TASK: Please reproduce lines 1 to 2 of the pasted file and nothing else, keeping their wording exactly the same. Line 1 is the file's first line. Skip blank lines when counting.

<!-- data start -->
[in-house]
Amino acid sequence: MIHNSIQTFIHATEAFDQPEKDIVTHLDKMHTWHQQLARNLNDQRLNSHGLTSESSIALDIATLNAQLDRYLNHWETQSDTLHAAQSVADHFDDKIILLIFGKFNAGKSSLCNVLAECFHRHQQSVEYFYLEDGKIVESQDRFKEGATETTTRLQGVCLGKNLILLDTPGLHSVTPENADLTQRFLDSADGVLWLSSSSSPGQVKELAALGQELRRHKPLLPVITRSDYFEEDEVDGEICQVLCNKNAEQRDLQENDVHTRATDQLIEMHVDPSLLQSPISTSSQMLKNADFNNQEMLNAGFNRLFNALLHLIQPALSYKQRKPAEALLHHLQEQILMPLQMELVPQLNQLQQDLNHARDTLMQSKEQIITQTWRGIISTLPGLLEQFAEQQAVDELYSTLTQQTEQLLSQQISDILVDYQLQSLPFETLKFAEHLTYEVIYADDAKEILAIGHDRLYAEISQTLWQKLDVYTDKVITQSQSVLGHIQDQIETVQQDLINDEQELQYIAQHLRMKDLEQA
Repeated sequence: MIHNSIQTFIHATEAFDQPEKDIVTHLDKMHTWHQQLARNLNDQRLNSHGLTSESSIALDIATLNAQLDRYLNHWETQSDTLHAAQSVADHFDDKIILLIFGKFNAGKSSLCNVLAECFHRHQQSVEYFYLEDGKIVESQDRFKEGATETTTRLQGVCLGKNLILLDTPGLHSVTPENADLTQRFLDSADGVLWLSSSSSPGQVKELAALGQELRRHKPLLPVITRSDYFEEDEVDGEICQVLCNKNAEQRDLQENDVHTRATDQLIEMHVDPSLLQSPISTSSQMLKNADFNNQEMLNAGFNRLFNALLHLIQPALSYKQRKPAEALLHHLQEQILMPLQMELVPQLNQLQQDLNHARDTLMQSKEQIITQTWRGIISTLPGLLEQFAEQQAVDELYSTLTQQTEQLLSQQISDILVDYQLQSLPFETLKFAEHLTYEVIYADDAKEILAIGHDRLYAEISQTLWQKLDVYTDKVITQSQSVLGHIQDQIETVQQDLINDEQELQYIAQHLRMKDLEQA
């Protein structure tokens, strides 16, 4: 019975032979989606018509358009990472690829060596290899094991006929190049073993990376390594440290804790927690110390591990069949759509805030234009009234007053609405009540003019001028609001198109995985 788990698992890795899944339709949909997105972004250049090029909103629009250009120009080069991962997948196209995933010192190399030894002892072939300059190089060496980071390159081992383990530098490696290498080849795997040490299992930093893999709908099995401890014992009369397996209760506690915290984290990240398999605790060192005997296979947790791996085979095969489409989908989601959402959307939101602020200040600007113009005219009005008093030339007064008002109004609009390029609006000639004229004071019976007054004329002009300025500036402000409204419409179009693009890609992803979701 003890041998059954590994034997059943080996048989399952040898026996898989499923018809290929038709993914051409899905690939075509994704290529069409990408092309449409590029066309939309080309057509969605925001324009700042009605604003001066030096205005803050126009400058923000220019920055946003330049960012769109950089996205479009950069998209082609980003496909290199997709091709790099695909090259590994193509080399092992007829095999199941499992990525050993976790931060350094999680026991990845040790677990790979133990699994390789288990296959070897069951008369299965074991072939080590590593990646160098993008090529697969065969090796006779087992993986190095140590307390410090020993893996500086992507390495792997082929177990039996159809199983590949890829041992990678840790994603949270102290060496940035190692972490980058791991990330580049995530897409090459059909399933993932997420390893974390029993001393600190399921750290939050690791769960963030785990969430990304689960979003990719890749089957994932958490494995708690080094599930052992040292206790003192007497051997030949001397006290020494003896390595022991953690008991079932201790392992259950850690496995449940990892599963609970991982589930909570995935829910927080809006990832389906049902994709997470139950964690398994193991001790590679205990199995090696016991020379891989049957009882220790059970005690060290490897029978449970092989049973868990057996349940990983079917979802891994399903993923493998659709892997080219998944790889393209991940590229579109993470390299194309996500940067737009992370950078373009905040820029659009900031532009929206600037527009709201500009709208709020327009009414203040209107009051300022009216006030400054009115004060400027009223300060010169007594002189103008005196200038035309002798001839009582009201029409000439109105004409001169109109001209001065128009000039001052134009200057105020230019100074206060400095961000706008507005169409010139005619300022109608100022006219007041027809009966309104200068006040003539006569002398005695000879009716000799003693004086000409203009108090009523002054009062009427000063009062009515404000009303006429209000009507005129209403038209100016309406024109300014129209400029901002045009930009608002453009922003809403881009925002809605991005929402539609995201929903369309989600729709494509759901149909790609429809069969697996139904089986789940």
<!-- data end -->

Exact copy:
[in-house]
Amino acid sequence: MIHNSIQTFIHATEAFDQPEKDIVTHLDKMHTWHQQLARNLNDQRLNSHGLTSESSIALDIATLNAQLDRYLNHWETQSDTLHAAQSVADHFDDKIILLIFGKFNAGKSSLCNVLAECFHRHQQSVEYFYLEDGKIVESQDRFKEGATETTTRLQGVCLGKNLILLDTPGLHSVTPENADLTQRFLDSADGVLWLSSSSSPGQVKELAALGQELRRHKPLLPVITRSDYFEEDEVDGEICQVLCNKNAEQRDLQENDVHTRATDQLIEMHVDPSLLQSPISTSSQMLKNADFNNQEMLNAGFNRLFNALLHLIQPALSYKQRKPAEALLHHLQEQILMPLQMELVPQLNQLQQDLNHARDTLMQSKEQIITQTWRGIISTLPGLLEQFAEQQAVDELYSTLTQQTEQLLSQQISDILVDYQLQSLPFETLKFAEHLTYEVIYADDAKEILAIGHDRLYAEISQTLWQKLDVYTDKVITQSQSVLGHIQDQIETVQQDLINDEQELQYIAQHLRMKDLEQA